The results of our study also pointed out that during the preceding 12 months, more than two-fifth (41.4%)adolescents experienced bullying. We inquired only about being bullied, and failed to ask about participation in bullying. In Istanbul, 40% of High School students experienced or participated in bullying.27 In the USA, among students of 6th through 10th grade, 13% students were bullying others, 6.3% of them were both bullying others and being bullied, and 10.6% of them were being bullied.28 Differences among these results may be attributed to age, cultural and methodological differences and linguistic issues concerning translation of "bullying" among countries. The differences between school systems and school environments may also account for the differences. In line with previous studies, the results of our study showed that involvement in bullying had serious implications on school performance and psychological stress.10,11,27,28 Our results also found that large majority of those who were being bullied reported having some kind of psychological disturbance as inquired by question "What stress do you have?". However, despite the presence of a clear relationship between involvement in bullying and psychological problems, it cannot be stated that bullying behaviours were causes of disturbances or vice versa because of the cross-sectional nature of our study. To clarify this, further longitudinal studies are needed. There is a strong need for bullying prevention programmes in schools in Pakistan.
Poor school performance, as asked by how often the respondent got on well at school, was significantly associated with violence-related behaviours i.e. verbal abuse, physical fight and bullying. Respondents who stated that they never or sometimes got on well at school were more likely to report that they had been involved in at least one form of violence-related behaviour over the preceding year compared to those who responded that they mostly or always got on well at school. However, \'got on well at school\' is often a child\'s way of dealing with school-related failures and may be an indicator of low school bonding.26 A study suggested that disruptive behaviour such as physical fighting would exert detrimental effect on adolescents by impairing academic, social and family function, and would serve as a marker for other psychiatric problems.29 Developing ways of recognising and responding to students with poor school performance may help to reduce violence.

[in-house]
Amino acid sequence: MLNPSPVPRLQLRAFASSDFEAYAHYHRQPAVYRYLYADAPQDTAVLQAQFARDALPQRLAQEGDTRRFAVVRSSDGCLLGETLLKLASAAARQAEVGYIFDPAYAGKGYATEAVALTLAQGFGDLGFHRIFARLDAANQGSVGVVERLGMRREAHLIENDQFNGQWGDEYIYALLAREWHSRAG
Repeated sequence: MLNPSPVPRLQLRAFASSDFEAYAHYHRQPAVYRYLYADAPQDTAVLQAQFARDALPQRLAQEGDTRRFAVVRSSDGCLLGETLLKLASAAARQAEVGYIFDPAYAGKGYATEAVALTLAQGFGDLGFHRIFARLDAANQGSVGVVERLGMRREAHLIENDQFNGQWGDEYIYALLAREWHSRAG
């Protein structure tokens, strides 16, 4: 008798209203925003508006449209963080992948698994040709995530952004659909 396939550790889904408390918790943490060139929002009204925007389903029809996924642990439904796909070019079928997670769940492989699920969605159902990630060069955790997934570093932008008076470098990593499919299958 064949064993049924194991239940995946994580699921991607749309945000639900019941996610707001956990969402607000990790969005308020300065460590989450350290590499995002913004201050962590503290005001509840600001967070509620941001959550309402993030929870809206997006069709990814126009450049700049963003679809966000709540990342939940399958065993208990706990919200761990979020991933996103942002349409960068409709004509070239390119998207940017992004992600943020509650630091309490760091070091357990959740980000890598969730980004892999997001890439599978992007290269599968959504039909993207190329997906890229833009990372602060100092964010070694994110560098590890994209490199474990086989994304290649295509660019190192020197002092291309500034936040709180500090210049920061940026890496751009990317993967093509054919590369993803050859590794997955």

In this study, psychological stress was also associated with an increased risk of violence-related behaviours like physical abuse, verbal abuse, injury and bullying, which was also reported earlier.26 In a study among Finnish adolescents, there was an increased prevalence of depression and severe suicidal ideation among the victims or perpetrators of bullying, the most common type of school violence.30 This showed that the need for psychiatric intervention should be considered not only for victims of violence, but also for perpetrators of violence.
To our knowledge, this study is the first of its kind from Pakistan stressing the existence of adolescent violence exposure and its impact on mental health and school performance. The results support and extend the findings of previous authors demonstrating a relationship between violence exposure and symptoms of psychological distress and poor school performance.11,12,26